Posts tagged Dexter
It’s been like four episodes since we last talked about Dexter, so it’s time to play catch-up. What’s changed in season 6, and what’s going to happen in the remaining two episodes? LET US DISCUSS. At length!
For ease of use, I’m including some links directly to bits related to certain people or plots, so if you only want to know about, say, Louis Greene (YOU DO), then you can just click the link that says “Louis Greene.” Convenient, right? You’re welcome.
First, a recap! There be spoilers up to and including 6×10, “Ricochet Rabbit,” here. (There are no spoilers for the future. Only speculation.)
It’s days like these that I kind of wish I hadn’t decided to only do two or three Dexter posts this season and that one of them wasn’t going to be after episode 6, as it’s a terrible shame to deprive oneself of the opportunity to humbly brag about how you totally either called or in the very least ominously foreshadowed a bunch of shit that apparently was all going to happen in the same episode.
(Actually I kind of can. I have proof. Along with a couple of other people who are neat, including some from this very blog, many of the twists and turns of this episode had been at least vaguely anticipated in our Dexter podcast, Let’s Talk About Dex. Which you should check out. I’m going for a Nerds in Babeland bump).
Below you’ll find a quick recap of the season so far, along with several hypotheses for the future that may or may not be correct and the occasional bout of congratulating myself on being a master of the universe.
So for those of you who haven’t seen the most recent episode of Dexter yet, don’t ruin the most mind-blowing badass experience you may ever have watching an episode by clicking the jump. I know people like you are out there, and while I appreciate that you actually read these things at all, it would upset me to know that you’d completely ruined one of the few chances one has in life to react to a television show like Jack Donaghy reacts when receiving a cool toy as a child.
While participating in the Dexter ARG, I was fortunate enough to meet Michael Andersen from ARGNet. When I started this blog with all of the wonderful fellow Nerds in Babeland, I intended for this to be a place where female nerds can write about their passions (however nerdy or un-nerdy they may be). Well, as has been made obvious, one of my new-found passions is Alternate Reality Gaming, and I asked Michael to talk about his own thoughts on ARGs. I know, I know, he’s not a woman (shock!) but I think it’s okay for us to have our occasional male guest writer. Thank you, Michael!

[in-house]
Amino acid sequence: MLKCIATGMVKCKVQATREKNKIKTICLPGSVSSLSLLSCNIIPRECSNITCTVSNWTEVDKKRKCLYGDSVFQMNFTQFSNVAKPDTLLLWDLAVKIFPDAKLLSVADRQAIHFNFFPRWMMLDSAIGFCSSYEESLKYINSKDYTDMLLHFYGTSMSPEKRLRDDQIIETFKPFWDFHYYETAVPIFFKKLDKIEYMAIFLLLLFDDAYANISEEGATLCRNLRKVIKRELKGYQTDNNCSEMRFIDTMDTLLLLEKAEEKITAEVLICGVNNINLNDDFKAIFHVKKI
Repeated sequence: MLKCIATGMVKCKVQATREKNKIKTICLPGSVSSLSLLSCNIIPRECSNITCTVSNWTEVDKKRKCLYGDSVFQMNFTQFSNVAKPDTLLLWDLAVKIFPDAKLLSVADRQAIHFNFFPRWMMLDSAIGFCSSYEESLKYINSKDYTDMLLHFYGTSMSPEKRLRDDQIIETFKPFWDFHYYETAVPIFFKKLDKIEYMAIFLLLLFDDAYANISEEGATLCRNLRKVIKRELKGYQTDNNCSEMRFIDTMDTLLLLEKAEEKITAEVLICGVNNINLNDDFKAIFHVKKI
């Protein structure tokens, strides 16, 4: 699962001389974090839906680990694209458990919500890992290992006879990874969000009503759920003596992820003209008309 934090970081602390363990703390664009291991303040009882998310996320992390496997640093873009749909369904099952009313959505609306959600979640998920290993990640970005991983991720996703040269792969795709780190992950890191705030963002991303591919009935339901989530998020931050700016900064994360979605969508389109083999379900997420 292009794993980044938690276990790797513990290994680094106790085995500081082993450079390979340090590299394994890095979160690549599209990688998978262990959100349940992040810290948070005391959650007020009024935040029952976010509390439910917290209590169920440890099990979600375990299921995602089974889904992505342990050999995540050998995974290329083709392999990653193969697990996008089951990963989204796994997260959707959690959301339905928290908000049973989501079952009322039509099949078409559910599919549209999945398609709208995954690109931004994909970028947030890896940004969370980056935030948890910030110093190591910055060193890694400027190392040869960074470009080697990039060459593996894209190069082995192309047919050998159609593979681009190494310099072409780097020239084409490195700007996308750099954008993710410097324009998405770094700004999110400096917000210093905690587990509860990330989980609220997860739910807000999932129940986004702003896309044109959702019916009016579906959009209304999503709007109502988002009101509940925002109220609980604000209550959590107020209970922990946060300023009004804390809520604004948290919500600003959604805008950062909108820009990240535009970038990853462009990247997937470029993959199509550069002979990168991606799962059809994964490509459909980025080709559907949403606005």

There’s a secret world out there, existing just outside the bounds of your perception. Most people go through their entire lives without realizing this fact. But if you’re smart enough, talented enough, or just plain lucky enough, you might join the select few who can recognize the signs and peel back a layer of reality to see what lies beneath.
This is a popular theme in science fiction and fantasy: you’ll find it in Harry Potter, Buffy the Vampire Slayer, and The Matrix. There’s something eerily compelling about story worlds that could easily coexist with our own. Press a few bricks in the right order, walk down the wrong alley one night, or follow a few cryptic instructions on your computer screen, and your life will be forever changed. It’s also a recurring theme in alternate reality games (ARGs), a form of entertainment that superimposes a new set of rules over reality by peppering the real world with story fragments using a wide range of media and artifacts. I write about this kind of storytelling at ARGNet, and worked together with a handful of Nerds in Babeland contributors to explore the Dexter universe as we tried to hunt down a serial killer.
After a few years of following alternate reality games, I have become adept at recognizing loose threads in the fabric of reality. Pay enough attention, and you’ll discover the fantastic hiding in plain sight. You might even find yourself hiding clues to a secret world of your own. So what do I mean by loose threads in the fabric of reality? See for yourself, through a series of photographs I took in search of stories hidden in plain sight.